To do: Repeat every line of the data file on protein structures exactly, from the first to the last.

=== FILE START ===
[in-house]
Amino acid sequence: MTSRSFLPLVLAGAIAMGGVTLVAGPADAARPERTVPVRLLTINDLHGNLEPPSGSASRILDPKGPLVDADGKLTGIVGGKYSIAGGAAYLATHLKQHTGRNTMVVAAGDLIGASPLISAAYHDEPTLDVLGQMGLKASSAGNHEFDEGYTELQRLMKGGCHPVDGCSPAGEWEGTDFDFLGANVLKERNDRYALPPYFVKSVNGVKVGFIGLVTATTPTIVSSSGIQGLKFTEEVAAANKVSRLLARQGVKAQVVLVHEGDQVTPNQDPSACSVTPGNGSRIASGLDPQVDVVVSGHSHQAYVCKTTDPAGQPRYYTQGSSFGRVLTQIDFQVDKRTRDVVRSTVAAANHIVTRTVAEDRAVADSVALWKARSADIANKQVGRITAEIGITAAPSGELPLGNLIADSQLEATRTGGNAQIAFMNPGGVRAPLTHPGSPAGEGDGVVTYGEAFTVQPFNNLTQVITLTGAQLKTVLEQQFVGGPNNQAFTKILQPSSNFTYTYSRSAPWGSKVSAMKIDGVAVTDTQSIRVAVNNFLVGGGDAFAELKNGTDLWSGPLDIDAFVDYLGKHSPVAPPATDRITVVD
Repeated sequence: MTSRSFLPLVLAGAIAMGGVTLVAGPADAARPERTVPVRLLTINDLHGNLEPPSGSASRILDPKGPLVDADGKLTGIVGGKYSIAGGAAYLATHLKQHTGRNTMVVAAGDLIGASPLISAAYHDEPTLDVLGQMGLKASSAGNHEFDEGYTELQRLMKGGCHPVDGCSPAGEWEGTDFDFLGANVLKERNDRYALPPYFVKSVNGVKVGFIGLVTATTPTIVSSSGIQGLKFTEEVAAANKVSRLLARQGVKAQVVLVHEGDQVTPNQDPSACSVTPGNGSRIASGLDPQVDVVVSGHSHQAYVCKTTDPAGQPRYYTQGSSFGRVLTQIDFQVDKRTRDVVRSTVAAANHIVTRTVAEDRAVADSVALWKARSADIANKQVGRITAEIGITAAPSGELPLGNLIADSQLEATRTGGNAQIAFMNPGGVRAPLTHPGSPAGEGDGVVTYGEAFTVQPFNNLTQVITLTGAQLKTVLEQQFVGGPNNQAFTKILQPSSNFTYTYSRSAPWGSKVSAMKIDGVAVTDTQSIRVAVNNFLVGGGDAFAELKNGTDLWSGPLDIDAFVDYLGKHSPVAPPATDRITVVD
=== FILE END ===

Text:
[in-house]
Amino acid sequence: MTSRSFLPLVLAGAIAMGGVTLVAGPADAARPERTVPVRLLTINDLHGNLEPPSGSASRILDPKGPLVDADGKLTGIVGGKYSIAGGAAYLATHLKQHTGRNTMVVAAGDLIGASPLISAAYHDEPTLDVLGQMGLKASSAGNHEFDEGYTELQRLMKGGCHPVDGCSPAGEWEGTDFDFLGANVLKERNDRYALPPYFVKSVNGVKVGFIGLVTATTPTIVSSSGIQGLKFTEEVAAANKVSRLLARQGVKAQVVLVHEGDQVTPNQDPSACSVTPGNGSRIASGLDPQVDVVVSGHSHQAYVCKTTDPAGQPRYYTQGSSFGRVLTQIDFQVDKRTRDVVRSTVAAANHIVTRTVAEDRAVADSVALWKARSADIANKQVGRITAEIGITAAPSGELPLGNLIADSQLEATRTGGNAQIAFMNPGGVRAPLTHPGSPAGEGDGVVTYGEAFTVQPFNNLTQVITLTGAQLKTVLEQQFVGGPNNQAFTKILQPSSNFTYTYSRSAPWGSKVSAMKIDGVAVTDTQSIRVAVNNFLVGGGDAFAELKNGTDLWSGPLDIDAFVDYLGKHSPVAPPATDRITVVD
Repeated sequence: MTSRSFLPLVLAGAIAMGGVTLVAGPADAARPERTVPVRLLTINDLHGNLEPPSGSASRILDPKGPLVDADGKLTGIVGGKYSIAGGAAYLATHLKQHTGRNTMVVAAGDLIGASPLISAAYHDEPTLDVLGQMGLKASSAGNHEFDEGYTELQRLMKGGCHPVDGCSPAGEWEGTDFDFLGANVLKERNDRYALPPYFVKSVNGVKVGFIGLVTATTPTIVSSSGIQGLKFTEEVAAANKVSRLLARQGVKAQVVLVHEGDQVTPNQDPSACSVTPGNGSRIASGLDPQVDVVVSGHSHQAYVCKTTDPAGQPRYYTQGSSFGRVLTQIDFQVDKRTRDVVRSTVAAANHIVTRTVAEDRAVADSVALWKARSADIANKQVGRITAEIGITAAPSGELPLGNLIADSQLEATRTGGNAQIAFMNPGGVRAPLTHPGSPAGEGDGVVTYGEAFTVQPFNNLTQVITLTGAQLKTVLEQQFVGGPNNQAFTKILQPSSNFTYTYSRSAPWGSKVSAMKIDGVAVTDTQSIRVAVNNFLVGGGDAFAELKNGTDLWSGPLDIDAFVDYLGKHSPVAPPATDRITVVD